Figure 2: Bra wearing time (hours/day)..


The patients ranged from 24 to 92 years old. Infiltrating ductal carcinoma was observed in 80.37% of the patients, in situ ductal carcinoma was observed in 11.21% infiltrating lobular carcinoma in 2%, in situ lobular carcinoma, cribriform, micropapillary, mucinous, intracystic papillary , papillary and inflammatory carcinoma was observed 1 case of each one. Two pregnant women were noted among the cases, and 6% of the patients had synchronous or asynchronous bilateral breast cancer. Both case and control patients started to wear bras around menarche (99%).

Crude prevalence ratio analysis revealed that the following covariates were not statistically associated with the occurrence of breast cancer according to the criterion p<0.25 and were thus excluded: early menarche, low parity, breastfeeding, menopause, late menopause, family history of breast cancer, alcohol consumption, bra with a metal underwire, body mass index. However the bra-wearing time multiplied by the bra stretch percentage (p<0.0001), the brawearing time (p<0.0001) (Table 1), the cigarrete smoking (p<0.0001) and hormone replacement therapy (p=0.25) were transported to multivariate analyses.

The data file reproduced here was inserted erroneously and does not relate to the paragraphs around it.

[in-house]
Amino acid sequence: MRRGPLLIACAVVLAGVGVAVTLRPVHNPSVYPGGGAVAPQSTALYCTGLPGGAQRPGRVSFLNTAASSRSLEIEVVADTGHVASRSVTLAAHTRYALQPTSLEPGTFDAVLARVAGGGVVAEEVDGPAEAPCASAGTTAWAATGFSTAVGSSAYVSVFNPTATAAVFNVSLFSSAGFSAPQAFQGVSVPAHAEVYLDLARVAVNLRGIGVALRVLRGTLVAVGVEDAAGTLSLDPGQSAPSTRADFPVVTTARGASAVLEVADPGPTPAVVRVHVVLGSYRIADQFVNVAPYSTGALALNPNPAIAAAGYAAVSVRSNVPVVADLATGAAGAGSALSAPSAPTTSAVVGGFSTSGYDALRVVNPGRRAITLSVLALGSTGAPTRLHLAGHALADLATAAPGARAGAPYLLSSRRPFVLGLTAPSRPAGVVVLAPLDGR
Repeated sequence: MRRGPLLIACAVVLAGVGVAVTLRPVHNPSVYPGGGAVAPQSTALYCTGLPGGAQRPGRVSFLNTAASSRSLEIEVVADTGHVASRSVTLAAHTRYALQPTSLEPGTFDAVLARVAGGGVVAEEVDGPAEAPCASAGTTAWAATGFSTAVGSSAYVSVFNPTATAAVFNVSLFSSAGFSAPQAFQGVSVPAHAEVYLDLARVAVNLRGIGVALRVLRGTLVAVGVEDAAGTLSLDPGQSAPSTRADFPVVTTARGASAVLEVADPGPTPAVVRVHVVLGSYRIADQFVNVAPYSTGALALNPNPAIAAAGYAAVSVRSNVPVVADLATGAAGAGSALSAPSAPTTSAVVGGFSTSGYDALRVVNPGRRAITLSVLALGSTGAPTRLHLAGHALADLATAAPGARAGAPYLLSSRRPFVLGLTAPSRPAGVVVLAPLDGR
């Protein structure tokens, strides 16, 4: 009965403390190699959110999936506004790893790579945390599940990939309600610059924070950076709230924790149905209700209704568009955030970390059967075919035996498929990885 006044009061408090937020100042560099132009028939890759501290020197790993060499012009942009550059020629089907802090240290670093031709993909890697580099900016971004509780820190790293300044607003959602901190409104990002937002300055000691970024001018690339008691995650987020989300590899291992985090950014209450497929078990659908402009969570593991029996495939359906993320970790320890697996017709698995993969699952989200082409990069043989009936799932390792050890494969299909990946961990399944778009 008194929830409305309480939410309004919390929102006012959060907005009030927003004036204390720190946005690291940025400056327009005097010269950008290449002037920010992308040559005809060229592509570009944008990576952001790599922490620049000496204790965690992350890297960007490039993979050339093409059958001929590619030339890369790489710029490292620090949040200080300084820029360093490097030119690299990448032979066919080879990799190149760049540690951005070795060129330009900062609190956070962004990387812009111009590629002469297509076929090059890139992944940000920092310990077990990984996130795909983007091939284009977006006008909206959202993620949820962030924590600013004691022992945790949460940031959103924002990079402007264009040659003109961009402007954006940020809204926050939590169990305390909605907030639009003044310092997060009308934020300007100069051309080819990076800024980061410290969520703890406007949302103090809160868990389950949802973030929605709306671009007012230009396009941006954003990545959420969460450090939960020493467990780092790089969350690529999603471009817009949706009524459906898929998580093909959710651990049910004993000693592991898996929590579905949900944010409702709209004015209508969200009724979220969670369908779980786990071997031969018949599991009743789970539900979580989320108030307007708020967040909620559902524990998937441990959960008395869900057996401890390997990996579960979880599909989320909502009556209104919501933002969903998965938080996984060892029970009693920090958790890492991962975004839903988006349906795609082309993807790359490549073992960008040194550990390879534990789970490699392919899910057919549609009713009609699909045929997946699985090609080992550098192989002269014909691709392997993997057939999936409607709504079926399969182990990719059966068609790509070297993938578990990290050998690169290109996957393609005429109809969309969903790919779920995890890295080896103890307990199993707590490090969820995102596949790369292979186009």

Variables Cases Controls p-value#
StretchnessxTime     <0.0001
1-150 33(22,52) 69(45,39)  
151-300 42(27,81) 59(38,82)  
>300 75(49,67) 24(15,79)  
BraDiameter     0.1355
≤19 73(48,03) 86(56,58)  
>19 79(51,97) 66(43,42)  
Brawearingtime(Hours)     <0.0001
≤8 16(10,60) 47(31,33)  
9-16 66(43,71) 92(61,33)  
>16 69(45,70) 11(7,33)  

Table 1: Bra Stretch percentage X Time of use (h), Bra stretchiness percentage and Bra wearing time (Hours/day).

Subsequently, the multivariate analysis revealed that the frequency of cancer was 2.27-fold higher in patients where the bra wearing time multiplied by the stretch percentage was greater than 300 when compared to patients where this measurement was lower than or equal to 150 (p<0.0001). We also observed that the frequency of cancer was 2.79-fold higher in patients who wore bras more than 16 hours per day when compared to those who wore bras for less than or equal to 8 hours per day (p<0.0001). In contrast, the bra stretch percentage greater than 19 were not significant risk factors for cancer occurrence (p=0.3047) (Table 1).